Improved roads, increased automobile travel, and the search for warm weather helped make St. Petersburg one of the first Florida cities to live through the real estate boom of the 1920s. The city counted 14 residents in 1920 and 50,000 residents just five years later. The boom years left a legacy of landmarks built in the Mediterranean Revival style that today remain as a graceful reminder of the city's past.
But the first boom didn't last. By the Great Depression of the 1930s, all nine of the city's banks had collapsed, script was used instead of U.S. currency, and the population dropped back down to 40,000 people. Signs posted at the edge of the city warned newcomers against moving in.
On New Year's Day in 1914, commercial aviation was inaugurated in St. Petersburg, or, more precisely, in the waters just offshore. Pilot Tony Jannus flew a lone passenger (St. Petersburg's mayor), who had paid $400 for the honor, from the yacht basin in St. Petersburg to the foot of Lee Street in Tampa. The flight, on the wooden airboat "Benoist," took 23 minutes, and 3,000 spectators cheered its arrival. The St. Petersburg-Tampa Airboat Line survived for a year before interest flagged.
Foul weather has altered the area on several occasions. In 1843, four decades before the Detroiter Williams arrived, Antonio Maximo set up a fishing camp at the southernmost tip of the Pinellas peninsula. But five years later, a hurricane wiped out his holdings and Maximo disappeared. Much later, the hurricane of 1921 brought 106-mile-per-hour winds and more than 6 inches of rain in one 24-hour period, washing ships up to a half mile inland. The city's main pier was destroyed.
Despite these weather-related problems, development continued. Ten major hotels were built in the first half of the 1920s. More important, bridges were extended to the Gulf beaches, which are separated from St. Petersburg proper by the Intracoastal Waterway. Then, in late 1924, the Gandy Bridge, connecting St. Petersburg to Tampa, was opened, eliminating dependence on unreliable ferry schedules or what could be a day-long train ride around Tampa Bay to the city of Tampa. When tourist-dependent St. Petersburg suffered because of gas rationing during World War II, the U.S. Air Corps filled the void by stationing many of its troops in the area's big hotels. The resorts returned to civilian use after the war. During the post-war years, a second bridge spanning Tampa Bay was added, and the Sunshine Skyway linking St. Petersburg to communities to the south was built.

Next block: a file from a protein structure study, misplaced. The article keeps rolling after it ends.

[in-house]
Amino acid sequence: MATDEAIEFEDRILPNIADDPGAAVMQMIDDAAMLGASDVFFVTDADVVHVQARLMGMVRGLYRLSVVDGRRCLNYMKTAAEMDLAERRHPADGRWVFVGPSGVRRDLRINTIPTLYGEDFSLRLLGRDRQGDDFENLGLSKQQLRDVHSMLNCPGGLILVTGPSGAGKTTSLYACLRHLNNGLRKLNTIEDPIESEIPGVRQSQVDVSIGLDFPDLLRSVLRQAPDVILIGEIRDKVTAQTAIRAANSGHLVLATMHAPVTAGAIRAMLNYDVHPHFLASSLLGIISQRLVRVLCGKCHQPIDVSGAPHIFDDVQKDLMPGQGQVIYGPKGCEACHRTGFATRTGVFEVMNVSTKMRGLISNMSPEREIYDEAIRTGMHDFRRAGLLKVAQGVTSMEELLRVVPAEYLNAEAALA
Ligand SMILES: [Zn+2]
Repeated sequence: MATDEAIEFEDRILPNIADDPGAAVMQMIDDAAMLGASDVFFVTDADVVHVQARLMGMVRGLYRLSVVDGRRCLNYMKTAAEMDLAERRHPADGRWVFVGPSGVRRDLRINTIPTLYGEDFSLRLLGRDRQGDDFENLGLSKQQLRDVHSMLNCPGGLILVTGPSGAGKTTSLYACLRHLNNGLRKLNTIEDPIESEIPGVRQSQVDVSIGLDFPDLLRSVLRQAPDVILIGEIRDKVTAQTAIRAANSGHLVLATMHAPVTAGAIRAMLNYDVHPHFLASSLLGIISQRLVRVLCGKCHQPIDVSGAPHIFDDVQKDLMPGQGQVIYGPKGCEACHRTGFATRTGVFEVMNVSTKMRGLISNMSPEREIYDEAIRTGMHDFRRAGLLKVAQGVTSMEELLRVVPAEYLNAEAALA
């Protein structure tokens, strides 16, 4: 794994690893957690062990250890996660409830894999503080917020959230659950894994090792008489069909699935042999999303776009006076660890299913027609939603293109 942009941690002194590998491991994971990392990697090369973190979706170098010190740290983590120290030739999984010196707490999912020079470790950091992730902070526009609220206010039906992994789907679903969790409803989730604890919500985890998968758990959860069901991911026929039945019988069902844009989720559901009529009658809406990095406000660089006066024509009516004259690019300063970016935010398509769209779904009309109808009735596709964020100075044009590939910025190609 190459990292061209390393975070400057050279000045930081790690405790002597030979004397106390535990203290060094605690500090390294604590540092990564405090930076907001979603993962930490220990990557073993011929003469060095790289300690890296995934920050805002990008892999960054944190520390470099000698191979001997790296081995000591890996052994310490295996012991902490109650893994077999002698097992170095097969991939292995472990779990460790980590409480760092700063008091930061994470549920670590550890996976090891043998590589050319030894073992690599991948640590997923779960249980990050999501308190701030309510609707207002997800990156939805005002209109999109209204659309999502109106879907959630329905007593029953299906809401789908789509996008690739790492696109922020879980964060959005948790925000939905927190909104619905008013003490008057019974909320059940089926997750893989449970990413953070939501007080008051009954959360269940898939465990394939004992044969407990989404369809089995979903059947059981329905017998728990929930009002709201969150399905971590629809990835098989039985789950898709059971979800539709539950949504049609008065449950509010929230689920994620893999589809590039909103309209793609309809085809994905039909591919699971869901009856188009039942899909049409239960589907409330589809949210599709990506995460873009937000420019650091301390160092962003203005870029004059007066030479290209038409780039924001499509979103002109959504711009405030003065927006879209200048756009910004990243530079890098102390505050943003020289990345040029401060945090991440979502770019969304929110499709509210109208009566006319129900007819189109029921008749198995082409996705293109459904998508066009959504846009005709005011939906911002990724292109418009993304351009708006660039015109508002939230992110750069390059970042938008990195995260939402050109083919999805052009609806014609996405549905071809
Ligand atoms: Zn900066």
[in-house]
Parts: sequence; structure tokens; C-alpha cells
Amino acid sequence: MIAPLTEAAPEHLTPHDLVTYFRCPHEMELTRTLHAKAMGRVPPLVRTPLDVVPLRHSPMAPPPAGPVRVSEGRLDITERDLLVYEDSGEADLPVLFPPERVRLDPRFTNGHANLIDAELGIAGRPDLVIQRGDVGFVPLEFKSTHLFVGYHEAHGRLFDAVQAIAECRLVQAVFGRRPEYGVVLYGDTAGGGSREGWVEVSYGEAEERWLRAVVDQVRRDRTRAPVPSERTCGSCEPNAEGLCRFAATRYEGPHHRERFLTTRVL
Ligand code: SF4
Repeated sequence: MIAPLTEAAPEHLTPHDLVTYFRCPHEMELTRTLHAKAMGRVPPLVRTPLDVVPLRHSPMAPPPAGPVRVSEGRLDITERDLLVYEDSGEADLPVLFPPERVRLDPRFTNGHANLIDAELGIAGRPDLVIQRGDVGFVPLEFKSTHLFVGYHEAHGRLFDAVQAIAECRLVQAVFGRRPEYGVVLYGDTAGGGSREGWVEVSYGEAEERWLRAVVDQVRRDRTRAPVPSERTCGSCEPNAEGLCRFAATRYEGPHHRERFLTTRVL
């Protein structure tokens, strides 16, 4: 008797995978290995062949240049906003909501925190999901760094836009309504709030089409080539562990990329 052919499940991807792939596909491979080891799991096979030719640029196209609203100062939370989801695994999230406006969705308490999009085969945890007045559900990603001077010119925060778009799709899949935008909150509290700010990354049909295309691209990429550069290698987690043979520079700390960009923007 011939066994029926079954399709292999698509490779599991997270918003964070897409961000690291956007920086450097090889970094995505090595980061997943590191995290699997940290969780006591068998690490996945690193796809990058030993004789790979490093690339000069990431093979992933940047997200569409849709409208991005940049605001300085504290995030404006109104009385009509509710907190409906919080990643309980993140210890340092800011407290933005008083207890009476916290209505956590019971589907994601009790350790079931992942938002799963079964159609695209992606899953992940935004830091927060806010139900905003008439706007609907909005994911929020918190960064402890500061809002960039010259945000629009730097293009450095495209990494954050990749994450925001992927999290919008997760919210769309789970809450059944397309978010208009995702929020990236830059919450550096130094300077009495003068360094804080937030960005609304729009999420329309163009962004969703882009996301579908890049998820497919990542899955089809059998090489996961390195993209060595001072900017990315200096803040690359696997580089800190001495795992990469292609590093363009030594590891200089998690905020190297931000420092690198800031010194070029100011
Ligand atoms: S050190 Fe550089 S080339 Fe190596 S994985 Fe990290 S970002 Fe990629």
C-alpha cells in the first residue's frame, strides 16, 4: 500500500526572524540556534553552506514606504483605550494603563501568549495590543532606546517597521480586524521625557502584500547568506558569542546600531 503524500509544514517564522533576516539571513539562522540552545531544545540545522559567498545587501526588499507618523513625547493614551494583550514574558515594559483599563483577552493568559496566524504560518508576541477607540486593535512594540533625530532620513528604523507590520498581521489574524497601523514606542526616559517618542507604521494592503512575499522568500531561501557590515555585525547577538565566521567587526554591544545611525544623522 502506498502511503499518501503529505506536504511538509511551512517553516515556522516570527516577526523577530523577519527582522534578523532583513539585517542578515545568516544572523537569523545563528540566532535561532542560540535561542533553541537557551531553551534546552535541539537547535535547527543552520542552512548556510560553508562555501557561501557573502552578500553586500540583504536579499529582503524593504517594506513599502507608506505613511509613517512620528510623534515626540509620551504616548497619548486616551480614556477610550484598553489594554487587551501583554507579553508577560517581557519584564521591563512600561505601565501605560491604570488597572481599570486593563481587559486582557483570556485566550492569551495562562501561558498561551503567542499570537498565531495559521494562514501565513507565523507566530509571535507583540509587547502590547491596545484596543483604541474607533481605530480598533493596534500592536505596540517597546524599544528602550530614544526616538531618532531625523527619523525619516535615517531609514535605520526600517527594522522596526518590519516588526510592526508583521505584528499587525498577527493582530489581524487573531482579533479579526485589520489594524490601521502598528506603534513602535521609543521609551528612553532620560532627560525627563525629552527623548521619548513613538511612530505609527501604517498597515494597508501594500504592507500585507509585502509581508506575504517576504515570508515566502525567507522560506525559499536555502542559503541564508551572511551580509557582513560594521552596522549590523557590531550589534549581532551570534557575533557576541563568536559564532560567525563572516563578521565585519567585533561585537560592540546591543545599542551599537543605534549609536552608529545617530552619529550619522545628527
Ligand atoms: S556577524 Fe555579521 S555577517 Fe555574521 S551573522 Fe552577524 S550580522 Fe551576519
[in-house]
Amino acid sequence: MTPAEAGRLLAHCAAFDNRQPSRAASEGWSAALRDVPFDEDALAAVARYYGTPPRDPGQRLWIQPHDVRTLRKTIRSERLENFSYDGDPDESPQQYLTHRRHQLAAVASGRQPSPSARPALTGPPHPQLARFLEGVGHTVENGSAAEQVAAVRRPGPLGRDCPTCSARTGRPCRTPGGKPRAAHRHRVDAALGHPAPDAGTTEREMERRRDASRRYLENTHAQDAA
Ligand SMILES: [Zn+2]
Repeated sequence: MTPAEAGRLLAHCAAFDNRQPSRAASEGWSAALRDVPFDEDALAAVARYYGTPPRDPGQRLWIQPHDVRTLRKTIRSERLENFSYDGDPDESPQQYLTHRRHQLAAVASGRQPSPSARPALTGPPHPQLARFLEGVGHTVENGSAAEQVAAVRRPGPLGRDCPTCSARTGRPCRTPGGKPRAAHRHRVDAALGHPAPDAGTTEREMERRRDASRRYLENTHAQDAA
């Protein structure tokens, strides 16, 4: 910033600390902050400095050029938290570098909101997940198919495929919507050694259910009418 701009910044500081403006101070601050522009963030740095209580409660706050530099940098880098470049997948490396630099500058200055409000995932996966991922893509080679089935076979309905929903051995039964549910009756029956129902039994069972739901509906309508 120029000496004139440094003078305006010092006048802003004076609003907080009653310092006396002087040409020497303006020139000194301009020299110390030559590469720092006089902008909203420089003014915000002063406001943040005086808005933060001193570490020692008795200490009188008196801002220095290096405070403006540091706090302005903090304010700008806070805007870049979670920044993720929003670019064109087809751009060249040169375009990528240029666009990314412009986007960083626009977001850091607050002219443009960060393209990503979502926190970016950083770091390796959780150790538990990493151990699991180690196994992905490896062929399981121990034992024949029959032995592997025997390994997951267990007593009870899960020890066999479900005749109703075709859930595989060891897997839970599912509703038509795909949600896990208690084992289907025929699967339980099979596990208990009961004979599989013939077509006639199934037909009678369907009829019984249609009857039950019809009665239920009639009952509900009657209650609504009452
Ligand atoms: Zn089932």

In the 1960s the city moved to shift its image from a retirement haven to a prime spot for investment and business growth. Besides tourism, the fields of health care, manufacturing, high technology, marine sciences, and electronics were emerging to lead St. Petersburg into its future.
Following two nights of civil disturbances in October-November 1996, St. Petersburg united as a community and vowed to change the way it does business in the inner city by creating jobs, improving education, increasing property values, and reducing crime. In 2000 the National League of Cities awarded the city's efforts with its top award for promoting cultural diversity. Today's St. Petersburg thrives on its popularity with tourists and its flourishing economy.
Historical Information: St. Petersburg Museum of History, 335 N. 2nd Ave., St. Petersburg, FL 33701; telephone (727)894-1052; email firstname.lastname@example.org